A happy work life can make for a happy life all around. MPR News Host Kerri Miller spoke with two workplace-advice columnists about how to make the most out of careers.
To those mid-career people struggling with feeling fulfilled
AG: "People look to work as a source of fulfillment more than they should. There's a narrative in America we sell to people that work should always be fulfilling and if it's not, you have somehow failed professionally. And I don't think that's true. There's a lot of liberation in the idea that work doesn't have to always be a source of emotional satisfaction. The vast majority of the world's population doesn't work for emotional fulfillment. They work for money because they have to."
RW: "This is the letter I get most often ... It can help to think about what small change you could make in the workplace that would just make your day to day a little bit better and help you maybe appreciate what you've got ... There are many other ways to fulfill your potential as a human being."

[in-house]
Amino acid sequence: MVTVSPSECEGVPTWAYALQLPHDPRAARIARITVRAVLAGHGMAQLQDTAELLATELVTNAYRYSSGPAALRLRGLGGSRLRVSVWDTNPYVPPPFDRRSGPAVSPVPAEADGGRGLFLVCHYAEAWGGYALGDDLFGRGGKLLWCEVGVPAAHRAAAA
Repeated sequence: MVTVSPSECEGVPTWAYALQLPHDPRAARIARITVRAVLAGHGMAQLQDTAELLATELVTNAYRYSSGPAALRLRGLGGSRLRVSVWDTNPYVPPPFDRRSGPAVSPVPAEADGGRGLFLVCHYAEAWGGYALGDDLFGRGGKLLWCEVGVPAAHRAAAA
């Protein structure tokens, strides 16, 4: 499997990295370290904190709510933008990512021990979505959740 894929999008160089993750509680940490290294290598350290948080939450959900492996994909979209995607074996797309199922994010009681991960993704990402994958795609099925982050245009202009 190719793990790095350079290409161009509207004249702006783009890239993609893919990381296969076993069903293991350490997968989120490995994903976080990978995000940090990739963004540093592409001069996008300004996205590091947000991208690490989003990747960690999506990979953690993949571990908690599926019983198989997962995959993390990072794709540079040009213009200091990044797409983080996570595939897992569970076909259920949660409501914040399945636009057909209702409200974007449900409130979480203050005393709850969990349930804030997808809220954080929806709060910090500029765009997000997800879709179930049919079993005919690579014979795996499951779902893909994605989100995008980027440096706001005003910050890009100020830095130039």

To the person working with someone who has a leg up
A caller said that he worked close with the boss' son and was irritated by the son's hour-long lunch breaks and other perks.
AG: "One thing to keep in mind is that coworker is probably building a different kind of reputation for himself than the caller his. At some point if he wants to move on to another job he might not have the stellar, glowing reputation that's going to make that really easy."
RW: "The thing you have to focus on isn't what's irritating but what's an actual problem and try to distinguish between those two things."
On being friends with people in the workplace
RW: "I try to tell people to lower their expectations on the importance of being pals with everyone that they work with, that really you just need to peacefully coexist. That urge to be close to people is what leads to problems and especially when you get to the social media realm. Just don't friend your coworkers on social media."
Use the audio player above to hear more from Rob and Alison.